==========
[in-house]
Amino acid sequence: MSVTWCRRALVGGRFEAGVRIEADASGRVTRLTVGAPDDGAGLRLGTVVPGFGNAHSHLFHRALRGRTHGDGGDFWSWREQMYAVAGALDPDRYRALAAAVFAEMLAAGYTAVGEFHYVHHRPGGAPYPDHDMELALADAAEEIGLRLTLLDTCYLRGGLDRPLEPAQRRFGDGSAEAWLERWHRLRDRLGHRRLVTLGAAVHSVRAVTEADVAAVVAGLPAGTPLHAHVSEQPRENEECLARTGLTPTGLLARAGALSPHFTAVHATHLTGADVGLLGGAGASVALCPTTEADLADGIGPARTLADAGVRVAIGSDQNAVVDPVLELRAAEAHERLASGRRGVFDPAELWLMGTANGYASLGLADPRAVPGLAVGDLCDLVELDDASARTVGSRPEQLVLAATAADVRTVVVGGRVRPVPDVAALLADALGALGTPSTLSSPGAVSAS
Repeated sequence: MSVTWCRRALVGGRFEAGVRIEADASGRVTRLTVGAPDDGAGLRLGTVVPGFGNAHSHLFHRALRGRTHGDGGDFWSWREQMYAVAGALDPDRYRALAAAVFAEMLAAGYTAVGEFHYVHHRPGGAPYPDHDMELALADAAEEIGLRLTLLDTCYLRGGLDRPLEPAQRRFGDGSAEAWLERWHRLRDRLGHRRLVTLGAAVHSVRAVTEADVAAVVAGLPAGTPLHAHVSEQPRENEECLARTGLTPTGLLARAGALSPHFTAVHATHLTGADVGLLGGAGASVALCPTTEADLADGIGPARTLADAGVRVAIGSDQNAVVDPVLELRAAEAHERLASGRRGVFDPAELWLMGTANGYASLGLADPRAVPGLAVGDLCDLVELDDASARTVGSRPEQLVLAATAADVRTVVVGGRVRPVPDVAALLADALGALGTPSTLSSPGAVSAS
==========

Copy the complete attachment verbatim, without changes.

[in-house]
Amino acid sequence: MSVTWCRRALVGGRFEAGVRIEADASGRVTRLTVGAPDDGAGLRLGTVVPGFGNAHSHLFHRALRGRTHGDGGDFWSWREQMYAVAGALDPDRYRALAAAVFAEMLAAGYTAVGEFHYVHHRPGGAPYPDHDMELALADAAEEIGLRLTLLDTCYLRGGLDRPLEPAQRRFGDGSAEAWLERWHRLRDRLGHRRLVTLGAAVHSVRAVTEADVAAVVAGLPAGTPLHAHVSEQPRENEECLARTGLTPTGLLARAGALSPHFTAVHATHLTGADVGLLGGAGASVALCPTTEADLADGIGPARTLADAGVRVAIGSDQNAVVDPVLELRAAEAHERLASGRRGVFDPAELWLMGTANGYASLGLADPRAVPGLAVGDLCDLVELDDASARTVGSRPEQLVLAATAADVRTVVVGGRVRPVPDVAALLADALGALGTPSTLSSPGAVSAS
Repeated sequence: MSVTWCRRALVGGRFEAGVRIEADASGRVTRLTVGAPDDGAGLRLGTVVPGFGNAHSHLFHRALRGRTHGDGGDFWSWREQMYAVAGALDPDRYRALAAAVFAEMLAAGYTAVGEFHYVHHRPGGAPYPDHDMELALADAAEEIGLRLTLLDTCYLRGGLDRPLEPAQRRFGDGSAEAWLERWHRLRDRLGHRRLVTLGAAVHSVRAVTEADVAAVVAGLPAGTPLHAHVSEQPRENEECLARTGLTPTGLLARAGALSPHFTAVHATHLTGADVGLLGGAGASVALCPTTEADLADGIGPARTLADAGVRVAIGSDQNAVVDPVLELRAAEAHERLASGRRGVFDPAELWLMGTANGYASLGLADPRAVPGLAVGDLCDLVELDDASARTVGSRPEQLVLAATAADVRTVVVGGRVRPVPDVAALLADALGALGTPSTLSSPGAVSAS